| Introduction | 11/22 | 11/23 | 11/24 | 11/25 | 11/26 | 11/27 | 11/28 | 11/29 | Alfred C. Snider | Debate Central |


Sunday is a slow day in Santiago. Although my hotel is right in the heart of the city, an early morning walk was refreshing but I saw only shuttered shops and quiet streets. A few buses were running and even fewer taxis. I did find an ATM machine and finally got some Chilean pesos at 700 for $1. After the walk I went back to the hotel for breakfast. The breakfast was as I remembered, hearty but not the usual breakfast fare of America. The fruit and bread was excellent, but my favorite was the “farmer’s cheese” that tasted quite a bit like fresh mozzarella. The breakfast was very filling.

I went back upstairs to my room and worked on my journal before turning to my other projects, my two presentations for Wednesday and my now overdue essay for the next issue of Contemporary Argumentation and Debate on the 20th anniversary of my original gaming article. The day was lovely and warm so I opened my window all the way to allow the fresh breeze in to the room. The hours ticked away and it was time for lunch, but I still felt quite full from breakfast, I knew that Paola Bernales would be coming by early in the afternoon and since I didn’t know what she had planned I decided to delay lunch. I kept working and at about 2:00 PM I got a call from the desk that senorita Bernales was waiting for me.


I went downstairs with my camera in a small Rasta shoulder bag (red, gold, green, and black hemp fabric with the Lion of Judah on it). I greeted Paola, who had cut her hair shorter since I had seen her 18 months earlier and also had a darker hair color, and it was very good to see her. Paola mostly does publicity and media work for Sociedad de Debate and I remember when I was here for the Primer Torneo Hispanoamericano that she kept us all busy with media interviews one after another. Since this was my free day it seemed as if she had the assignment to "show me the city" and that sounded like an excellent prospect. I had missed all of the tourist events during the Torneo Hispanoamericano as Rodrigo kept me busy with training sessions and tournament work, so it was nice to be able to wander around the city on a quite day like this Sunday seemed to be.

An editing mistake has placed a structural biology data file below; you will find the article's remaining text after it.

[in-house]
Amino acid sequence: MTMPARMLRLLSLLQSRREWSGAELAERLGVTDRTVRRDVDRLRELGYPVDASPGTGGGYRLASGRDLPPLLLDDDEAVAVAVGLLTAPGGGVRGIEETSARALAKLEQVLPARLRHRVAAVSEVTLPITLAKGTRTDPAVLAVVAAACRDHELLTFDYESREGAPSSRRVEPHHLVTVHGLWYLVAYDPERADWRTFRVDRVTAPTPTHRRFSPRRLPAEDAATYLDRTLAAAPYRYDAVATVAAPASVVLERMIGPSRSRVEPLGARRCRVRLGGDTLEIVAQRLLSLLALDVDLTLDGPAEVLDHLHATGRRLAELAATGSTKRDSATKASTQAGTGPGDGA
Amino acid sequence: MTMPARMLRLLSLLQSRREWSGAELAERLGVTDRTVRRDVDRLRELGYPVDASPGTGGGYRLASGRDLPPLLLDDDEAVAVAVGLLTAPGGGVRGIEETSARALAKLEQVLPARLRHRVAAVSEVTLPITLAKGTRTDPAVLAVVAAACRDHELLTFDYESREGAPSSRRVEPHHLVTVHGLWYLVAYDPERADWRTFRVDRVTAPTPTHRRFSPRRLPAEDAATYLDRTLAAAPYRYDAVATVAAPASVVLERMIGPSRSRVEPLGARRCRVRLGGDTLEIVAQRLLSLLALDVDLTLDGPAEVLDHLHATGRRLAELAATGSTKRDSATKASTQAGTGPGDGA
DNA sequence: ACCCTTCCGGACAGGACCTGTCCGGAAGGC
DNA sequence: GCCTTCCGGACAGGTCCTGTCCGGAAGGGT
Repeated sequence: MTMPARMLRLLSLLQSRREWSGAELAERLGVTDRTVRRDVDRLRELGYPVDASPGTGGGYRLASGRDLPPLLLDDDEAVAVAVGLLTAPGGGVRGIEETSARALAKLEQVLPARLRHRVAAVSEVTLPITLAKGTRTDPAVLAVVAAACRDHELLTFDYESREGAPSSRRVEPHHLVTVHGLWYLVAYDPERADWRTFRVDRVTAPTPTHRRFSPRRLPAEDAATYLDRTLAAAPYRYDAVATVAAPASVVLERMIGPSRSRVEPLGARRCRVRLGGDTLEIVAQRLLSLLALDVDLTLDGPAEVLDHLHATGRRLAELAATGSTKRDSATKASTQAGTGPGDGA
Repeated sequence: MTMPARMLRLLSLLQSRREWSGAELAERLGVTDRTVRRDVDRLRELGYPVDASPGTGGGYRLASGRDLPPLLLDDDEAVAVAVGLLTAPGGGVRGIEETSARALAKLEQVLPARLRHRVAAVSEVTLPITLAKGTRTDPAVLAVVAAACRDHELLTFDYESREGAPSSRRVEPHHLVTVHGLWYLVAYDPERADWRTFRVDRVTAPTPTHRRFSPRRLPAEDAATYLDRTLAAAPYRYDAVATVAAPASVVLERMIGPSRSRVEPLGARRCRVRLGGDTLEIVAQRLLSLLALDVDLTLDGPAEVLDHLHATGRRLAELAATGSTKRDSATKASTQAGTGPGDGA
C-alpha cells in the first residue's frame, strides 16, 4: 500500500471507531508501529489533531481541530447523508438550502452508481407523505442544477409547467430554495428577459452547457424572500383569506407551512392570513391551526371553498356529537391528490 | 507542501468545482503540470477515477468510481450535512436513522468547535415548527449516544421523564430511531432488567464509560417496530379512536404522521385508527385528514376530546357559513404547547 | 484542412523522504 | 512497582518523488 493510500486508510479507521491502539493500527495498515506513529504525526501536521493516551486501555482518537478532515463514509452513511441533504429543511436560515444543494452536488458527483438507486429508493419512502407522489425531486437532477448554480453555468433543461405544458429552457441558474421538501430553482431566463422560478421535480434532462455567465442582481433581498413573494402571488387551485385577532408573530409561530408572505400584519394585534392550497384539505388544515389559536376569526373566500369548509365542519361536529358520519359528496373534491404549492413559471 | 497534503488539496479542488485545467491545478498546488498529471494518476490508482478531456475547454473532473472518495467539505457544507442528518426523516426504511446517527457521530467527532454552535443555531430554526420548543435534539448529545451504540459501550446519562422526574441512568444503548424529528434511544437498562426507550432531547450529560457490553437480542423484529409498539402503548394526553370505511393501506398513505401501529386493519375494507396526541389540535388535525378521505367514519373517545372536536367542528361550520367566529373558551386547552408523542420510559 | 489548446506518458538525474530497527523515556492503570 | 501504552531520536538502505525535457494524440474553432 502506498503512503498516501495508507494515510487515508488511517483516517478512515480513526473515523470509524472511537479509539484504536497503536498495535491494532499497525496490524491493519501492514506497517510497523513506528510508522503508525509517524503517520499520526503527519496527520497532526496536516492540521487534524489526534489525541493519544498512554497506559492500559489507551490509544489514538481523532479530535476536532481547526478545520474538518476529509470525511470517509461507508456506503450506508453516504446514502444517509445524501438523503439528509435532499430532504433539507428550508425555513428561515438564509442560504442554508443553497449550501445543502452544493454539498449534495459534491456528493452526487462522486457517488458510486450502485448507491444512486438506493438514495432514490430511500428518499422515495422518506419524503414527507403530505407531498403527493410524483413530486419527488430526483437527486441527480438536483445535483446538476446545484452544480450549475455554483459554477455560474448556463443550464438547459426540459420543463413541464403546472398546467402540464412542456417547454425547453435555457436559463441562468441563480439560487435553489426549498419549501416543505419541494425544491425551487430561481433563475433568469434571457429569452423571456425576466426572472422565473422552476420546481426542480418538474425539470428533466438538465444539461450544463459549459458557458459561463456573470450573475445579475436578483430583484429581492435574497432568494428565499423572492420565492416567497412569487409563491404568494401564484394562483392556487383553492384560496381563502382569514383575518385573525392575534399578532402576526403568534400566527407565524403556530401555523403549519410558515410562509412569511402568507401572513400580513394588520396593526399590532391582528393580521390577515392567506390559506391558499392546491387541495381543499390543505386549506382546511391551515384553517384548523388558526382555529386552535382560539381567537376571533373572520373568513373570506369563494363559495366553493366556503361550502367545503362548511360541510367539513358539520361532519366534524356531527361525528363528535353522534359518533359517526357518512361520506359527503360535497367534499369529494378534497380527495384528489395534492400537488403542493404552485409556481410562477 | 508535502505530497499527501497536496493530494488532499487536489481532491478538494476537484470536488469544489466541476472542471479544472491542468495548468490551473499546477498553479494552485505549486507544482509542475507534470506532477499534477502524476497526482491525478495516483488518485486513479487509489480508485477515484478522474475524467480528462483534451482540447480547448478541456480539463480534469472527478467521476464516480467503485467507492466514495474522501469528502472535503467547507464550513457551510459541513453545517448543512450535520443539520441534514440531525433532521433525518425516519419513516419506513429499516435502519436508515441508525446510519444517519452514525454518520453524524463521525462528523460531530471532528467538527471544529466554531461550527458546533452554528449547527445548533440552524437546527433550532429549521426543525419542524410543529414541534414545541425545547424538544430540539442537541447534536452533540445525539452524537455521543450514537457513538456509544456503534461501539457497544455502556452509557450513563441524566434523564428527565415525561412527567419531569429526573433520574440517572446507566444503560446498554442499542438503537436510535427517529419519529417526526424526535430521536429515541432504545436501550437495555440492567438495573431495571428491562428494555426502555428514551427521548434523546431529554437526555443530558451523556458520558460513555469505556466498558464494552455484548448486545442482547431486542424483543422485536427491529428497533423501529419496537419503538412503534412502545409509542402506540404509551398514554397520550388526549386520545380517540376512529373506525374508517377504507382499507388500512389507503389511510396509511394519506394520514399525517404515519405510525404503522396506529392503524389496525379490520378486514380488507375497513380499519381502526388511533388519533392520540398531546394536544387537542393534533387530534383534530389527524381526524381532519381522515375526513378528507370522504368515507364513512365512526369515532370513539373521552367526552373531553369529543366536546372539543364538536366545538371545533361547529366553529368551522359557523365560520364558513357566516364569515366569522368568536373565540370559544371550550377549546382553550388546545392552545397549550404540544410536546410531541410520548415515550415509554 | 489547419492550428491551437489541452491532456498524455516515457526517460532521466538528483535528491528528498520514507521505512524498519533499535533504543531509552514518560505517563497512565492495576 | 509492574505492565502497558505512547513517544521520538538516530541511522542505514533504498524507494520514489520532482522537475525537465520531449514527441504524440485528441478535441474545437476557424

We walked to the nearby subway and headed off to a station called "Santa Ana." From there we wandered into an older neighborhood with narrow streets. We wandered through a family park with some very interesting play structure for children. Little did I know that we would see a similar structure at the modern art museum later that day. We stopped at a stylish cyber cafe and didn't log on, but had some delicious pineapple juice and munched on a "celestino," a soft thin pancake rolled up with what tasted like chocolate hazelnut butter in it.

Paola and I caught up on things since my last visit. We spoke of her work with the new debate outreach programs and her never-ending publicity work. She also talked of her study of history and her hope to become a teacher of writing while she also wrote on historical topics of interest. She asked about my debate work and I told her of my most recent efforts, my visit to Poland for the IDEA conference, my upcoming trip to Venezuela in December, and my trip to China in April to present papers on debate at the Sino-American Seminar on Educational leadership and to prepare for the WDI session to take place in China next August. We talked long about China and continued it as we left the cyber cafe and made our way to the Plaza Las Armas.